Shanghai surpasses HK as costliest city for the rich
Shanghai has supplanted the Hong Kong Special Administrative Region (HKSAR) as the most expensive city for well-heeled consumers, as prices of high-end goods and services on the mainland city rose 6 percent year-on-year in 2021, a new Julius Baer Group report said on Friday.
The Swiss private-banking company said that the HKSAR now is the third-priciest city after Shanghai and Tokyo. The HKSAR’s slide was due in part to its relatively flat prices compared with the rising costs in US dollars on the Chinese mainland, the report said.
“Prices in Shanghai rose 6 percent, well above the global average of 1 percent, while prices in Hong Kong were flat,” said Mark Matthews, head of research at Bank Julius Baer Asia Pacific. “In Shanghai, there was ‘quite an anomaly’ where business-class flights went up 82 percent over the last year, and hotel suites rose 15 percent,” he added.
The HKSAR’s luxury goods and services are still significantly more expensive than they are almost elsewhere else, as the city has the world’s second-priciest residential property and legal fees, as well as the third-most expensive automobile and fine-dining expenses. Shanghai led the world in treadmill and lawyer costs in 2021.
Whereas prices in the HKSAR have proved relatively immune to the economic pressure induced by the pandemic, hotel-suite prices in 2020 nose-dived compared to 2019 in US dollar terms. Less-costly items also included women’s’ footwear, whose prices dropped 17 percent year-on-year, while wine and whisky have been a value compared with the international average as no duties are levied in the HKSAR.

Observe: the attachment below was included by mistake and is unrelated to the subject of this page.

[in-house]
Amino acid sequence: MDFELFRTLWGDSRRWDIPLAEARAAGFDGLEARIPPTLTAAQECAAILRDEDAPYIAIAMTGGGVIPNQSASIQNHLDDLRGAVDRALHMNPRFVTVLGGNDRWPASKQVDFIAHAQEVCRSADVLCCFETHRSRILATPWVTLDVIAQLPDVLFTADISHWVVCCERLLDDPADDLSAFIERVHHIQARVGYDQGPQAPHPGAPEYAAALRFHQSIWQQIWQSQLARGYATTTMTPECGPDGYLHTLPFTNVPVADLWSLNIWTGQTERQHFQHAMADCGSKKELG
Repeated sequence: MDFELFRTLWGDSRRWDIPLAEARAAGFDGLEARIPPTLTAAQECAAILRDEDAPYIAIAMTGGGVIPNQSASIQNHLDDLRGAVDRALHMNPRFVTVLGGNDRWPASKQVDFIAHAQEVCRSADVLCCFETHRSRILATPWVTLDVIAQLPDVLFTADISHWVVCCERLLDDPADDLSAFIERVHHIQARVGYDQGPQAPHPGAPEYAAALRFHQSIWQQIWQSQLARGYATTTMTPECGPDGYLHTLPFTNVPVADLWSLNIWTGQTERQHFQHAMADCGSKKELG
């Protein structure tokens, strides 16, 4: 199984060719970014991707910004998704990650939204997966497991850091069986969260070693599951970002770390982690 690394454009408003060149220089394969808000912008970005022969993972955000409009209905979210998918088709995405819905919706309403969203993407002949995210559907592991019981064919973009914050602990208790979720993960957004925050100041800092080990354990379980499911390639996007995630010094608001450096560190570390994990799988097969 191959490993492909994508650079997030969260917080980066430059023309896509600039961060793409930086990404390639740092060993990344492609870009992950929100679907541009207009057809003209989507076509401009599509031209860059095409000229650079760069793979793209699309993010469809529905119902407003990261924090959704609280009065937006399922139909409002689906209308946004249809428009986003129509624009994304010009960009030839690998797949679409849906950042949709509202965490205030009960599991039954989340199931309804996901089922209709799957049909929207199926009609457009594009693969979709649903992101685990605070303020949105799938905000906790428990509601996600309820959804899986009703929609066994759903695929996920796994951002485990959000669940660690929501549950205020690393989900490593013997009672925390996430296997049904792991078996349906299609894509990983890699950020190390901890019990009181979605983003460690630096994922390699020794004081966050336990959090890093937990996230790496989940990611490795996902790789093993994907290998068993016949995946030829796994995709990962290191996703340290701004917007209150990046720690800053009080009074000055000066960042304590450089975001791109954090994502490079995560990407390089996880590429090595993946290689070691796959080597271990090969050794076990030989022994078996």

“Asia remains the most expensive region partly because of the region’s swift recovery from the global health crisis, currency stability, and price resilience for the index items”, the wealth management company said.
Rajesh Manwani, head of markets and wealth management solutions at Bank Julius Baer Asia Pacific, said, “COVID didn’t become an epidemic quite the same way it unfortunately became in the other cities in the index, so they were able to function more normally than others.”
Julius Baer forecasts Shanghai’s position to be reinforced by the appreciation of the Chinese yuan. “Currency has a huge impact on the index. We are looking for the Chinese yuan to strengthen over the twelve months from 6.55 (yuan per US dollar) today to 6.35, and that could reinforce Shanghai’s position,” he said.
Julius Baer’s Global Wealth and Lifestyle Report analyzed prices and consumer behavior worldwide to gauge the price inflation of a basket of 20 goods and services representative of the high-net-worth individuals in 25 cities across the world. The 2021 edition deleted categories such as personal trainers, wedding banquets, Botox and pianos, replacing them with bikes, treadmills, health insurance and a technology package to reflect the changing world amid the pandemic.